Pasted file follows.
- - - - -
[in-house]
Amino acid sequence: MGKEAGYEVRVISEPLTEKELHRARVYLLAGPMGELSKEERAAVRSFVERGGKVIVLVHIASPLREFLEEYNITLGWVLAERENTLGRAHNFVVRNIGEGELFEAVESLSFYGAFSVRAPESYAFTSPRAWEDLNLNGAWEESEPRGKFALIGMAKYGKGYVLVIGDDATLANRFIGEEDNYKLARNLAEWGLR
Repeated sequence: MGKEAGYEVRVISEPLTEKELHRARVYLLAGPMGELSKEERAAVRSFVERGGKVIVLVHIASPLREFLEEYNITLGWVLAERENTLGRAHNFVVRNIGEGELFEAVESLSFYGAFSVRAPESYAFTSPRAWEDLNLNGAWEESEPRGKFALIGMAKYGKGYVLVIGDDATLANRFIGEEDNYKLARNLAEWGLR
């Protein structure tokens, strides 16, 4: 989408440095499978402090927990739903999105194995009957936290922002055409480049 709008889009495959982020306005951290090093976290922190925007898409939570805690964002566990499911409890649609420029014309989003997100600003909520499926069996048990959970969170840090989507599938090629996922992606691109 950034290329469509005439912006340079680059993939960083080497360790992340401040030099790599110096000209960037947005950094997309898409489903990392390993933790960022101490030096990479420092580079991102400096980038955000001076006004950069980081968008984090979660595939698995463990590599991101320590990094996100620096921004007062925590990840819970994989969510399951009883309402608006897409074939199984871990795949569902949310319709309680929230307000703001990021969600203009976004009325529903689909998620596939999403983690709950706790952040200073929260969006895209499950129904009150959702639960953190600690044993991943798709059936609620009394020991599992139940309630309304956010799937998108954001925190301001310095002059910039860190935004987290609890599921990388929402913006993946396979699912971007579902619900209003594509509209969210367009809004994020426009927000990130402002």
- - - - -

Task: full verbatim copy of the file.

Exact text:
[in-house]
Amino acid sequence: MGKEAGYEVRVISEPLTEKELHRARVYLLAGPMGELSKEERAAVRSFVERGGKVIVLVHIASPLREFLEEYNITLGWVLAERENTLGRAHNFVVRNIGEGELFEAVESLSFYGAFSVRAPESYAFTSPRAWEDLNLNGAWEESEPRGKFALIGMAKYGKGYVLVIGDDATLANRFIGEEDNYKLARNLAEWGLR
Repeated sequence: MGKEAGYEVRVISEPLTEKELHRARVYLLAGPMGELSKEERAAVRSFVERGGKVIVLVHIASPLREFLEEYNITLGWVLAERENTLGRAHNFVVRNIGEGELFEAVESLSFYGAFSVRAPESYAFTSPRAWEDLNLNGAWEESEPRGKFALIGMAKYGKGYVLVIGDDATLANRFIGEEDNYKLARNLAEWGLR
């Protein structure tokens, strides 16, 4: 989408440095499978402090927990739903999105194995009957936290922002055409480049 709008889009495959982020306005951290090093976290922190925007898409939570805690964002566990499911409890649609420029014309989003997100600003909520499926069996048990959970969170840090989507599938090629996922992606691109 950034290329469509005439912006340079680059993939960083080497360790992340401040030099790599110096000209960037947005950094997309898409489903990392390993933790960022101490030096990479420092580079991102400096980038955000001076006004950069980081968008984090979660595939698995463990590599991101320590990094996100620096921004007062925590990840819970994989969510399951009883309402608006897409074939199984871990795949569902949310319709309680929230307000703001990021969600203009976004009325529903689909998620596939999403983690709950706790952040200073929260969006895209499950129904009150959702639960953190600690044993991943798709059936609620009394020991599992139940309630309304956010799937998108954001925190301001310095002059910039860190935004987290609890599921990388929402913006993946396979699912971007579902619900209003594509509209969210367009809004994020426009927000990130402002």